26. 26. Fluid Resuscitation of Shock Crystalloid Solutions • Normal Saline • Lactated Ringers Solution • DNS • Require 3:1 replacement of volume loss • e.g. estimate 1 L blood loss, require 3 L of crystalloid to replace volume. • Intravenous fluids are recommended in most types of shock (1-2 liter normal saline bolus over 10 minutes or 20ml/kg in a child) If the person remains in shock after initial resuscitation packed red blood cell should be administered to keep the hemoglobin greater than 10 gms/dl. • Hemorrhagic shock the current evidence supports limiting the use of fluids for penetrating thorax and abdominal injuries allowing mild hypotension to persist (known as permissive hypotension). • Targets include a mean arterial pressure of 60 mmHg, a systolic blood pressure of 70-90 mmHg. or until their adequate peripheral pulses.
  27. 27. Conti… Colloid Solutions • Pentastarch • Albumin 5% • Red Blood Cells • Fresh Frozen Plasma • Replacement of lost volume in 1:1 ratio Oxygen Carrying Capacity • Only RBC contribute to oxygen carrying capacity (hemoglobin) • Replacement with all other solutions will o support volume o Improve end organ perfusion o Will NOT provide additional oxygen carrying capacity.
  28. 28. RBC Transfusion BC Red Cell Transfusion Guidelines recommend transfusion only to keep Hgb >7 g/dL unless – Comorbid disease necessitating higher transfusion trigger (CAD, pulmonary disease, sepsis) – Hemodynamic instability despite adequate fluid resuscitation. – PRBC’s at 5-10 cc/kg. Estimating the resuscitating volume Normal blood volume(BV)= 66ml/kg in male and 60ml/kg in female Volume deficit(VD)= BV ˣ % of loss blood volume Determine resuscitating volume(RV)= VD ˣ1.5(colloids) =VD ˣ 4(crystalloid)
  29. 29. Definition of massive transfusion • The replacement of patient’s entire blood volume in a 24-hour period. or • The transfusion of more than 20u of whole blood or 40u of PRBC. or • The replacement of over 50% of circulating blood volume in 3 hour or less or • Loss of blood or more than 150ml/min Blood component – Whole blood: 250ml. containing PRBC 1u, FFP 1u and 30ml preservatives. – PRBC: ~100ml. Hct 70~80%. PRBC 1u can increase Hb 0.5 (Hct 1.5) – FFP: ~125ml. Containing coagulation factor, protein and plasma. – PLT: ~25ml. PLT 12u can increase PLT 60000.
  30. 30. INDICATIONS FOR BLOOD COMPONENT Component Indication Usual starting dose Whole blood RBC Platelets Fresh frozen plasma Cryoprecipitate Blood loss > 1500ml Blood loss < 1000ml, Replacement of oxygen- carrying capacity Thrombocytopenia or thrombasthenia with bleeding Documented coagulopathy Coagulopathy with low fibrinogen better than PRBC + FFP. Packed 2–4 Units 2–6 Units 10-15 Units 10–20 Units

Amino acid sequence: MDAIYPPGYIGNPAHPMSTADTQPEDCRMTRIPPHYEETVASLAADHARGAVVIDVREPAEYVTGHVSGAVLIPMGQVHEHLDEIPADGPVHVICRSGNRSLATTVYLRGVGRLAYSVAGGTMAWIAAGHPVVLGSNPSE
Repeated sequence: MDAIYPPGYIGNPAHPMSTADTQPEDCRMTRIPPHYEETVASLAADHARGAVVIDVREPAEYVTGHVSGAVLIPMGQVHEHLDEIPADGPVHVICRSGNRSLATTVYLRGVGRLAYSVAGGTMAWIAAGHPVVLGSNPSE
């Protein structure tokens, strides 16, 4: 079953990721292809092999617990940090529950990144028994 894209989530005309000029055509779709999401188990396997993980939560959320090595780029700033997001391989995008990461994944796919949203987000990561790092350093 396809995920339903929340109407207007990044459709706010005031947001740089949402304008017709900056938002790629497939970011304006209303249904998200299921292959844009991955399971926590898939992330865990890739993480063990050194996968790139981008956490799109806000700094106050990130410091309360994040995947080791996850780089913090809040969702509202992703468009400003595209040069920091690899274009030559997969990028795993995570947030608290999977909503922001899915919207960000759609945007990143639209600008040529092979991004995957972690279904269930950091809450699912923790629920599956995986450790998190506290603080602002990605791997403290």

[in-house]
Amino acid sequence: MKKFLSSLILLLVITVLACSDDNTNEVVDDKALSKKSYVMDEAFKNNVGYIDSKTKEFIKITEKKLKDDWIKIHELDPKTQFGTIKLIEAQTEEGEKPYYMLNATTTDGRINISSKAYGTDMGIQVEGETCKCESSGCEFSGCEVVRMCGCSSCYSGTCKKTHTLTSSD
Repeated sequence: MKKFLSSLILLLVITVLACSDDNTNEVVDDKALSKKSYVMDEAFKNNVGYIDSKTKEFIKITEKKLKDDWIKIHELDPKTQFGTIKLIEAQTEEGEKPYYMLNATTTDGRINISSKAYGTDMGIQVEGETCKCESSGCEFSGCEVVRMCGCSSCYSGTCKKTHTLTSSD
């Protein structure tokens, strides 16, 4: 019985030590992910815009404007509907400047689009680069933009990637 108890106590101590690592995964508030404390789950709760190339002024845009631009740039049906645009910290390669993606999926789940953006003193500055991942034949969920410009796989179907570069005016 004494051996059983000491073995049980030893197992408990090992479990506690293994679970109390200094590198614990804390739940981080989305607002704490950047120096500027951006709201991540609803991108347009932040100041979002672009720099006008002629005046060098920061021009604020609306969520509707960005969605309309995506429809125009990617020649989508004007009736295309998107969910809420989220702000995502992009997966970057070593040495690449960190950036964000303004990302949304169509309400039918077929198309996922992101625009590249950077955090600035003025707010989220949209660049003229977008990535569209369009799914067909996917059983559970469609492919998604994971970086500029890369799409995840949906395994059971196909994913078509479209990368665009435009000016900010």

31. 31. Complications of Blood Transfusion • O2 Transport – Shift to left in O2-Hb dissociation curve so RBC's have increased affinity for oxygen and there is less available to tissues. – Warm blood and avoid other things that shift O2-Hb dissociation curve to the left such as alkalosis (bicarb) and hypothermia. • Transfusions Reactions • Citrate Intoxication and Hyperkalemia • Hypothermia • Acid-Base Disturbances • Microaggregates • Infectivity-Hepatitis, HIV, CMV, Syphilis • Dilutional Coagulopathy • Volume overload.
  32. 32. Complication Mechanisms Management Coagulopathy •Dilution •Depletion •Disseminated Intravascular Coagulation (DIC) •Monitor patient coagulation parameters If INR/aPTT is ≥ 1.5-2.0 consider transfusing FFP •If fibrinogen is < 1.0 g/L consider transfusing cryoprecipitate Thrombocytopenia •Dilution •Depletion •DIC •Monitor patient platelet counts If platelet count falls below 50 000/cu consider transfusing platelets Hypothermia •Infusion of cold IV fluids and blood products •Monitor patient temperature Consider warming the patient and/or blood components Hypocalcemia •Calcium chelation by citrate •Monitor the patient for arrhythmias and calcium levels Initiate intravenous calcium therapy Hyperkalemia •Rapid transfusion of older cells (potassium concentration increases in RBC units with storage time) Monitor patient electrolytes and ECG; consider treatment to lower serum potassium Metabolic Acidosis •Shock •Acid pH of blood Monitor patient pH, and correct imbalance
  34. 34. Class I Class II Class III Class IV Blood loss (ml) ≤750 750-1500 1500-2000 >2000 % blood loss ≤15 15-30 30-40 >40 Heart rate (bpm) <100 >100 >120 >140 SBP N N ↓ ↓ Pulse pressure N or ↑ ↓ ↓ ↓ Cap Refill < 3 sec > 3 sec >3 sec or absent absent Resp rate/ min 14-20 20-30 30-40 <35 Urine output (ml/hr) >30 20-30 5-15 Negligible Mental status Slightly anxious Mildly anxious Anxious and confused Confused and lethargic Treatment 1 – 2 L crystalloid, + maintenance 2 L crystalloid, re-evaluate 2 L crystalloid, re-evaluate, replace blood loss 1:3 crystalloid, 1:1 colloid or blood products. Urine output >0.5 mL/kg/hr CLASSIFICATION OF HEMORRHAGIC SHOCK